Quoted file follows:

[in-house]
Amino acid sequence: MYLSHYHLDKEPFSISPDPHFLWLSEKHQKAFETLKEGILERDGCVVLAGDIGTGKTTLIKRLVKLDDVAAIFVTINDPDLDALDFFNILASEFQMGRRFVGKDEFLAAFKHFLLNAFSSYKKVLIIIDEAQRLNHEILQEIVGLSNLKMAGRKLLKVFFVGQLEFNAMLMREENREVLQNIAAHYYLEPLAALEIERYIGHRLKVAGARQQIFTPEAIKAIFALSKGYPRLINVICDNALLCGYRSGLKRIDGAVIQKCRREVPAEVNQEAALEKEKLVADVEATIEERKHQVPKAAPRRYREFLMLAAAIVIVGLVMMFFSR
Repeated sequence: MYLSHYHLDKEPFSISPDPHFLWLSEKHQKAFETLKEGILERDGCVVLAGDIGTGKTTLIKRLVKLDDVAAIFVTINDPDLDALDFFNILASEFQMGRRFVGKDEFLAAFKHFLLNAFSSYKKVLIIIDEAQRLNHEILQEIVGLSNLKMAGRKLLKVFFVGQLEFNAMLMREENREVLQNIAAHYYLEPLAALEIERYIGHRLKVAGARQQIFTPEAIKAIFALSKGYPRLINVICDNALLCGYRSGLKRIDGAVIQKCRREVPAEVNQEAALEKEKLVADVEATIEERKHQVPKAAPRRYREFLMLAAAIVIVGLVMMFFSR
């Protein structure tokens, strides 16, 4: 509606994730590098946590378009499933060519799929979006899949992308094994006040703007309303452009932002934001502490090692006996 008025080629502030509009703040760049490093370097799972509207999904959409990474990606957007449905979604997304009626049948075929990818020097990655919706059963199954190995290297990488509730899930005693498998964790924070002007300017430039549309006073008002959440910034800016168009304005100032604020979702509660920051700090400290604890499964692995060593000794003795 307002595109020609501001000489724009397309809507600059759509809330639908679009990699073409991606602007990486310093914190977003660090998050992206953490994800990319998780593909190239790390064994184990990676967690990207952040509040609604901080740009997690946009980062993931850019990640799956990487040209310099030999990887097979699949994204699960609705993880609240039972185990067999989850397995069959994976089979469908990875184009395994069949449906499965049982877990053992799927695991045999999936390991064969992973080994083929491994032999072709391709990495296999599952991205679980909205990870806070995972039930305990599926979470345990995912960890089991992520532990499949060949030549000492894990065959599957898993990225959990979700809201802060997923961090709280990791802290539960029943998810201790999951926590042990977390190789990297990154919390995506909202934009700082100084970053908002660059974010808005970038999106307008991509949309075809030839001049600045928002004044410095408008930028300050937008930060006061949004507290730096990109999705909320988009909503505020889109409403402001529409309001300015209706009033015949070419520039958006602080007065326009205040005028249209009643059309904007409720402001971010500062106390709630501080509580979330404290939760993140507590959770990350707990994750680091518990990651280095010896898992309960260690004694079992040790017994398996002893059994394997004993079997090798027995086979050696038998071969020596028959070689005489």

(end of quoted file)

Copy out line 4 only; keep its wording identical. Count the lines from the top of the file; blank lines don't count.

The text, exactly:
């Protein structure tokens, strides 16, 4: 509606994730590098946590378009499933060519799929979006899949992308094994006040703007309303452009932002934001502490090692006996 008025080629502030509009703040760049490093370097799972509207999904959409990474990606957007449905979604997304009626049948075929990818020097990655919706059963199954190995290297990488509730899930005693498998964790924070002007300017430039549309006073008002959440910034800016168009304005100032604020979702509660920051700090400290604890499964692995060593000794003795 307002595109020609501001000489724009397309809507600059759509809330639908679009990699073409991606602007990486310093914190977003660090998050992206953490994800990319998780593909190239790390064994184990990676967690990207952040509040609604901080740009997690946009980062993931850019990640799956990487040209310099030999990887097979699949994204699960609705993880609240039972185990067999989850397995069959994976089979469908990875184009395994069949449906499965049982877990053992799927695991045999999936390991064969992973080994083929491994032999072709391709990495296999599952991205679980909205990870806070995972039930305990599926979470345990995912960890089991992520532990499949060949030549000492894990065959599957898993990225959990979700809201802060997923961090709280990791802290539960029943998810201790999951926590042990977390190789990297990154919390995506909202934009700082100084970053908002660059974010808005970038999106307008991509949309075809030839001049600045928002004044410095408008930028300050937008930060006061949004507290730096990109999705909320988009909503505020889109409403402001529409309001300015209706009033015949070419520039958006602080007065326009205040005028249209009643059309904007409720402001971010500062106390709630501080509580979330404290939760993140507590959770990350707990994750680091518990990651280095010896898992309960260690004694079992040790017994398996002893059994394997004993079997090798027995086979050696038998071969020596028959070689005489």